Security Personnel in the country who take to social and new media platforms to engage in unruly conduct will soon face punitive measures as a policy is being drafted to regulate the growing indiscipline among some personnel in terms of social media use.
The move, according to the security apparatus, aims at preventing soldiers, policemen and women, fire service personnel and immigration service officials, among others, from disgracing the image of the various security services.
Disturbing trends observed by the DAILY HERITAGE on social media show that security personnel in uniform, without regard to authority of the uniform, take selfies and snapshots and splash them on social media platforms, while others are found Facebook, for instance, drinking alcohol and dancing at events without regard to the image of the service they serve.
Leadership not happy
The leadership of the various security agencies, in separate interviews with the DAILY HERITAGE, described the situation as worrisome. So far, there is no detailed legal regulation to guide personnel’s behaviour on social media.
However, the DAILY HERITAGE can confirm that some of the security agencies, particularly the Ghana Police Service, Ghana Armed Forces (GAF) and Ghana Prisons Service, are in the process of putting together a regulation to arrest this growing concern.
Unlike the police, military and prisons, the Ghana National Fire Service (GNFS) and Ghana Immigration Service (GIS) are yet to consider any social media policy.
For now, they rely on general rules regarding their relationship with the media. But, both conceded that in future the proponents of their regulations should look at drafting a social media policy for them.
With the advent of social media, a lot has changed within the security service. Checks reveal that its usage by some security personnel is condemnable. On Instagram, twitter, facebook, WhatsApp, Hi 5, viber and others, some of these personnel are seen misconducting themselves to disgrace the image of the security apparatus.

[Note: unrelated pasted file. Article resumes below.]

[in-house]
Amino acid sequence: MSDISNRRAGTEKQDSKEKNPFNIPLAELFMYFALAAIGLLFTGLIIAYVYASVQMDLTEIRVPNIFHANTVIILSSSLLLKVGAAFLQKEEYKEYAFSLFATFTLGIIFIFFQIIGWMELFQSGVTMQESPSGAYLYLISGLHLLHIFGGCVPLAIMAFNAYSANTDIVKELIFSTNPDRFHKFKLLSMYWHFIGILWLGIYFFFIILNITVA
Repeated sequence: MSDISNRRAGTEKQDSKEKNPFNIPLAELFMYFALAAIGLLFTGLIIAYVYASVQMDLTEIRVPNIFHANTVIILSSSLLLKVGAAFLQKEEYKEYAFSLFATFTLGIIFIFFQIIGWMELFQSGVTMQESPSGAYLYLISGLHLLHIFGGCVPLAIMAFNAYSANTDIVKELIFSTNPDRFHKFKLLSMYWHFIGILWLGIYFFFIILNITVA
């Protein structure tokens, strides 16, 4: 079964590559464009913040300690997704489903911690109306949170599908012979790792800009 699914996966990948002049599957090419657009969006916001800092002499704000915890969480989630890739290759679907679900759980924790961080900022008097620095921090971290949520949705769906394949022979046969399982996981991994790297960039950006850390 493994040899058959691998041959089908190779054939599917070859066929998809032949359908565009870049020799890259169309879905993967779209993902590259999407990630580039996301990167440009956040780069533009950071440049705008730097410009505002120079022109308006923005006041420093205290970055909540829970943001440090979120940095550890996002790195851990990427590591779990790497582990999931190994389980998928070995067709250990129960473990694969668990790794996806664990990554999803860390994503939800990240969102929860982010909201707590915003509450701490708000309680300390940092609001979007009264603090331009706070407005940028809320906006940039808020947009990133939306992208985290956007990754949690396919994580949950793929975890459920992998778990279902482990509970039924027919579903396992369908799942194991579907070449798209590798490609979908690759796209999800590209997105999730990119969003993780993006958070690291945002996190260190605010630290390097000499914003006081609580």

There are various instances of officers posting videos of themselves sometimes at drinking bars. Relatives of some of these personnel are also seen posing in security uniforms as though they were officers.
The Director General (DG) of the Ghana Police Service, Assistant Commissioner of Police (ACP) David Eklu, told the paper in that though the service has disciplinary codes, it has found it needful to put specific emphasis on how personnel get information and share it.
“We have drafted some regulations for responsible use of social media in the police service, so it does not negate our investigations. When validated, it would become a public document in dealing with social media,” the DG explained.
He said the draft had been worked on for the past one year and would be an internal document to regulate the conduct of officers and to maintain high standards, especially in the era of technology.
“We don’t encourage that because it has its own effect and so we have circulars to ensure that our men don’t WhatsApp or use their headphones when on duty.
“We want to do things in a professional manner and social media is instant and easy for people to be carried away if not carefully guided. It could jeopardise our investigations and also abuse the right of victims, suspects and also damage confidentiality of our investigations,” the Assistant Commissioner stated.
ACP Eklu told the paper that some police officers who had gone contrary to their disciplinary codes by way of misconducting themselves had been punished but the extent of punishment depended on the degree of the offence.
Colonel E. Aggrey-Quarshie, the Head of Public Affairs Directorate at the GAF, told the paper that, “we have rules guiding our personnel on media, but not specifically mentioned in our regulations.
“We are currently working on a new regulation titled ‘Social Media Policy’ to take care of our personnel on how they go about using social media,” he explained.